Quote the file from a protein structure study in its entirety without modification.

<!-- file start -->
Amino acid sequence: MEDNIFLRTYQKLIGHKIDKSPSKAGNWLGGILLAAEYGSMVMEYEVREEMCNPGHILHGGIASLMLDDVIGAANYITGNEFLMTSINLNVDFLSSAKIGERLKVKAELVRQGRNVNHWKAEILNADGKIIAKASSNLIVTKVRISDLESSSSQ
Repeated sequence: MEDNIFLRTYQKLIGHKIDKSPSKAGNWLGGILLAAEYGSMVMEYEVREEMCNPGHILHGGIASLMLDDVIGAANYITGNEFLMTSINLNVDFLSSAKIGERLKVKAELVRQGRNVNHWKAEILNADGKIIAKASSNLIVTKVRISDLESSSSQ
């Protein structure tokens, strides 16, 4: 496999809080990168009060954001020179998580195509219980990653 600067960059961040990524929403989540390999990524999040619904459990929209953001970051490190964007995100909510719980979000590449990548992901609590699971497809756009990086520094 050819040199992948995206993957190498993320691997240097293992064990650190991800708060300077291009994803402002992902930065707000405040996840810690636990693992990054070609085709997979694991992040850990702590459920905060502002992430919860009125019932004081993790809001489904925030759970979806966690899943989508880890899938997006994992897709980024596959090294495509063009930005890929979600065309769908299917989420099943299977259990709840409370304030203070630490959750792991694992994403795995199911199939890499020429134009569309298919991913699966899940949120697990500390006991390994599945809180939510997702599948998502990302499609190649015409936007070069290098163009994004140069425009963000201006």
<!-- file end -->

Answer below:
Amino acid sequence: MEDNIFLRTYQKLIGHKIDKSPSKAGNWLGGILLAAEYGSMVMEYEVREEMCNPGHILHGGIASLMLDDVIGAANYITGNEFLMTSINLNVDFLSSAKIGERLKVKAELVRQGRNVNHWKAEILNADGKIIAKASSNLIVTKVRISDLESSSSQ
Repeated sequence: MEDNIFLRTYQKLIGHKIDKSPSKAGNWLGGILLAAEYGSMVMEYEVREEMCNPGHILHGGIASLMLDDVIGAANYITGNEFLMTSINLNVDFLSSAKIGERLKVKAELVRQGRNVNHWKAEILNADGKIIAKASSNLIVTKVRISDLESSSSQ
């Protein structure tokens, strides 16, 4: 496999809080990168009060954001020179998580195509219980990653 600067960059961040990524929403989540390999990524999040619904459990929209953001970051490190964007995100909510719980979000590449990548992901609590699971497809756009990086520094 050819040199992948995206993957190498993320691997240097293992064990650190991800708060300077291009994803402002992902930065707000405040996840810690636990693992990054070609085709997979694991992040850990702590459920905060502002992430919860009125019932004081993790809001489904925030759970979806966690899943989508880890899938997006994992897709980024596959090294495509063009930005890929979600065309769908299917989420099943299977259990709840409370304030203070630490959750792991694992994403795995199911199939890499020429134009569309298919991913699966899940949120697990500390006991390994599945809180939510997702599948998502990302499609190649015409936007070069290098163009994004140069425009963000201006």